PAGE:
A problem had arisen in the church in relation to the community of good practiced in the Jerusalem church to meet the need caused by persecution. Some of the widows felt they were being neglected, and the problem was taken to the apostles. Their solution included the following steps.

(1)    Vs.2, 3: The apostles called together (proskalesamenoi) the congregation, and instructed them to "select (episkeyasqe de- look for) seven men from among you." It is not told how they did this, but they came up with seven names.

(2)    Vs.5: The congregation approved (hresen) this plan and they chose (exelexanto) seven. It does not indicate whether they named more and then selected by voting, or simply approved the seven named. The point is that the approval was by the congregation. (Congregational rule – not board)

(3)    Vs.6: The seven were brought to (esthsan, caused to stand) the apostles, and after prayer the apostles laid their hands upon them, an action which seems to suggest that they were being set apart to and given the assurance that the church was standing behind them in the task to which they were assigned.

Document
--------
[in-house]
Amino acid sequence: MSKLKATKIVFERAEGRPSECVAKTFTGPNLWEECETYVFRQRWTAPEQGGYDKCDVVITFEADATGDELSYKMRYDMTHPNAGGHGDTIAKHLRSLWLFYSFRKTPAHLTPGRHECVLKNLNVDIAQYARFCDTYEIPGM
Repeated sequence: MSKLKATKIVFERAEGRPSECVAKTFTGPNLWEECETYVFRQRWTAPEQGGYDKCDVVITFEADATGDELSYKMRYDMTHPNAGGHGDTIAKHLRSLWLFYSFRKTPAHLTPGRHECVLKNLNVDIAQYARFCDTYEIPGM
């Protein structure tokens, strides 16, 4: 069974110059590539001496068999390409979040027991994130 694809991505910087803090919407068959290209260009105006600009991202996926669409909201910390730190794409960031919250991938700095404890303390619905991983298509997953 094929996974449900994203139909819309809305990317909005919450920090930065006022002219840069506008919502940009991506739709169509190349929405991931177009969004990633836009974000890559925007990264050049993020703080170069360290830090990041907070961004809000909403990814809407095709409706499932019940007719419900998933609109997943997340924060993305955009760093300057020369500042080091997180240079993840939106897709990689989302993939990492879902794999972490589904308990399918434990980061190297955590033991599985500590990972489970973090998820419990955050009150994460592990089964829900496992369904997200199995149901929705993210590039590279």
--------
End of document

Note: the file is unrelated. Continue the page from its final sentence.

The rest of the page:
In summary, after the apostles' part of the story is removed (their part is now supplied by the Scriptures) the basic procedure was (1) the church people decided what the solution should be and chose the persons whom they wanted to do it; (2) the persons selected were assigned the work, with the support of the congregation behind them.


Church elders (presbuterouV) are mentioned 18 times in the NT. In only two of the passages (Acts 14:23, Tit. 1:5) is anything said about their becoming elders, and even these do not specify the procedure. Probably the office of elder was taken over from the Jewish synagogue, which was a democratically organized society led by elders, or rabbis, who received their position by reason of completing a proscribed course of article and recognized by the laying on of hands of the other rabbis.